I have been investing through monthly SIPs in the below-mentioned funds (direct, growth) for over five years — Aditya Birla Sun Life MNC, DSP Small Cap, Franklin Flexi Cap, ICICI Pru Value Discovery, SBI Bluechip, SBI Focused Equity, Axis Flexicap (30 months) and Mirae Asset Emerging Bluechip (30 months).

To begin with, I started investing ₹5,000 per month in each of the funds, but have been topping up the instalments from time to time. Currently, the amounts of investment are increased to ₹7,500 per month.

I would like to continue my investments for another five years, with the aim of creating wealth.

However, on review, I found that the return from the ABSL MNC fund does not look as impressive, compared to its benchmark fund returns.

I seek your advice on whether to switch from this fund, especially after investing for over five years. If so, would it impact the benefit of compounding?  And finally, what should the target fund be?

Balakrishna Rao K, Visakhapatnam

You have a fairly diversified portfolio in terms of exposure to different mutual fund categories. Most of your funds are rated 3 to 5 star by bl.portfolio Star Track Mutual Fund Ratings, and hence you can continue your investments in them.

Your time-frame of 10 years for wealth creation works reasonably well for equity funds. A 12 per cent CAGR in your portfolio is a realistic expectation to hold. If you have a goal to meet five years from today, you need to redirect the funds to safer avenues a year or so earlier, to preserve your gains. Otherwise, if your time horizon is a bit flexible, you can continue holding the investments for a longer period, if need be.

Step-up SIPs are a good way to buffer for lower-than-expected returns on your portfolio as well as inadequate estimation of corpus requirement at the time of starting the investment. To illustrate, a SIP of a constant ₹5,000 over 10 years, assuming a 12 per cent CAGR return, will lead to a corpus of ₹11.6 lakh. If the monthly SIP is stepped up by ₹500 a year, then the corpus grows to ₹15.7 lakh, assuming the same 12 per cent CAGR return. Even if the return comes down to a lower 10 per cent, the corpus with step-up SIP of ₹500 a year, will still be higher at ₹14.1 lakh vs ₹11.6 lakh without the step-up. You can continue to step up your SIPs as and when your investible surplus increases.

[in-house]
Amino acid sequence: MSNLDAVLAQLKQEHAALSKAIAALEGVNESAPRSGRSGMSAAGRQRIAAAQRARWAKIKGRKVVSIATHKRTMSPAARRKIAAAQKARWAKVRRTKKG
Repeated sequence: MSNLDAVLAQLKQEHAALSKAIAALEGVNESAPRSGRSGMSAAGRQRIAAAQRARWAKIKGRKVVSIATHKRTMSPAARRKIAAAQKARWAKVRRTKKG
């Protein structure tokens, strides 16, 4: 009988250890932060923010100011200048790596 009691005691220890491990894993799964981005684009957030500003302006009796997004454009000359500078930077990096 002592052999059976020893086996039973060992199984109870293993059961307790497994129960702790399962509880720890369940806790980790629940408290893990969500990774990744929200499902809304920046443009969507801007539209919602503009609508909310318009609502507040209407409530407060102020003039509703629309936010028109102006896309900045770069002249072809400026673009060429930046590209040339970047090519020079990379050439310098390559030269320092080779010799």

Coming to ABSL MNC, data from ACE MF shows that ABSL MNC’s one-year average daily rolling returns in the last five years (direct plan), at 10.5 per cent, is lower than all peers — ICICI Pru MNC (36.1 per cent) and SBI Magnum Global (16 per cent) and UTI MNC (12.4 per cent). It is also lower than Nifty MNC TRI’s 14.2 per cent return. In fact, the Nifty MNC TRI itself has underperformed the Nifty 50 TRI’s 16.6 per cent returns in this period.

This shows that thematic funds work well as part of our satellite portfolio for sub-goals and may not be suitable for long-term wealth building/compounding. Tactical entry with lump-sums in a few instalments when the theme is in vogue and exit when the winds turn out of favour is the approach to be adopted here.

You can stop fresh SIPs in ABSL MNC and distribute the amount being invested here among the 5-star funds in your portfolio.For the existing corpus in the MNC fund, it can be moved out to an aggressive hybrid fund such as ICICI Pru Equity & Debt and Canara Robeco Equity Hybrid in few instalments. Given that you have only five years from now on, this will also balance out the risk factor in your portfolio a bit. Currently, apart from SBI Bluechip which is large-cap oriented, the rest of the funds carry slightly higher risk within the equity category.

Keep an eye on the funds rated 3-star by us (DSP Small Cap, Franklin Flexicap and SBI Bluechip). If the rating slips further in future, you can move out to a better fund in the same category, in case of the small-cap and the flexi-cap fund. In case of the large-cap fund, move to a passive fund. The unrated Axis Flexicap also needs a watch and a move is warranted, if it is rated below 3-star in future. In fact, instead of having two flexi-cap funds, you can merge your investments into one, going forward. We revise our ratings every six months, on an average. The last revision was on June 1, 2022.

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